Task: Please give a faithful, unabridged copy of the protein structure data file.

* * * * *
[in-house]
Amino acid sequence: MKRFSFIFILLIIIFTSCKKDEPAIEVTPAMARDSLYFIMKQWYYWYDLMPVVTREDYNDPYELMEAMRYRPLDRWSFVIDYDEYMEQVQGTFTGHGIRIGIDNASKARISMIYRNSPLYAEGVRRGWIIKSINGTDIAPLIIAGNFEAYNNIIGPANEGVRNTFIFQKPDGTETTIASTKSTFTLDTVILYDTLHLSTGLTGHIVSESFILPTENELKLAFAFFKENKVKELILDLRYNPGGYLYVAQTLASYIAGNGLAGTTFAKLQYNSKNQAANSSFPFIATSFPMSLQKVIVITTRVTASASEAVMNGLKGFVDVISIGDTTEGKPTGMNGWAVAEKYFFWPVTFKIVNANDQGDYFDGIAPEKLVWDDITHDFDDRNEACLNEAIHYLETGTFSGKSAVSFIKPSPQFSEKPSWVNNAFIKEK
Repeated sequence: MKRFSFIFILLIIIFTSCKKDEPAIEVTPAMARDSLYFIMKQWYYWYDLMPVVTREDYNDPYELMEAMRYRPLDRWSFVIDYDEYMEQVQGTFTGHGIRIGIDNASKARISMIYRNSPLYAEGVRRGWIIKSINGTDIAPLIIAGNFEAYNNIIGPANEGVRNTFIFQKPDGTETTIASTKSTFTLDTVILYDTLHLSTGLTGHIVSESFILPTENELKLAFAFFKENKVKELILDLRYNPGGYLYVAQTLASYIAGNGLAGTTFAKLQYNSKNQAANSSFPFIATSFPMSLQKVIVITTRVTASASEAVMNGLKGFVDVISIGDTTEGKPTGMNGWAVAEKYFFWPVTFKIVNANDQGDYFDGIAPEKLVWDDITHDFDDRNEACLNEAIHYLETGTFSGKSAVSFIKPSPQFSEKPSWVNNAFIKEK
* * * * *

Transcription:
[in-house]
Amino acid sequence: MKRFSFIFILLIIIFTSCKKDEPAIEVTPAMARDSLYFIMKQWYYWYDLMPVVTREDYNDPYELMEAMRYRPLDRWSFVIDYDEYMEQVQGTFTGHGIRIGIDNASKARISMIYRNSPLYAEGVRRGWIIKSINGTDIAPLIIAGNFEAYNNIIGPANEGVRNTFIFQKPDGTETTIASTKSTFTLDTVILYDTLHLSTGLTGHIVSESFILPTENELKLAFAFFKENKVKELILDLRYNPGGYLYVAQTLASYIAGNGLAGTTFAKLQYNSKNQAANSSFPFIATSFPMSLQKVIVITTRVTASASEAVMNGLKGFVDVISIGDTTEGKPTGMNGWAVAEKYFFWPVTFKIVNANDQGDYFDGIAPEKLVWDDITHDFDDRNEACLNEAIHYLETGTFSGKSAVSFIKPSPQFSEKPSWVNNAFIKEK
Repeated sequence: MKRFSFIFILLIIIFTSCKKDEPAIEVTPAMARDSLYFIMKQWYYWYDLMPVVTREDYNDPYELMEAMRYRPLDRWSFVIDYDEYMEQVQGTFTGHGIRIGIDNASKARISMIYRNSPLYAEGVRRGWIIKSINGTDIAPLIIAGNFEAYNNIIGPANEGVRNTFIFQKPDGTETTIASTKSTFTLDTVILYDTLHLSTGLTGHIVSESFILPTENELKLAFAFFKENKVKELILDLRYNPGGYLYVAQTLASYIAGNGLAGTTFAKLQYNSKNQAANSSFPFIATSFPMSLQKVIVITTRVTASASEAVMNGLKGFVDVISIGDTTEGKPTGMNGWAVAEKYFFWPVTFKIVNANDQGDYFDGIAPEKLVWDDITHDFDDRNEACLNEAIHYLETGTFSGKSAVSFIKPSPQFSEKPSWVNNAFIKEK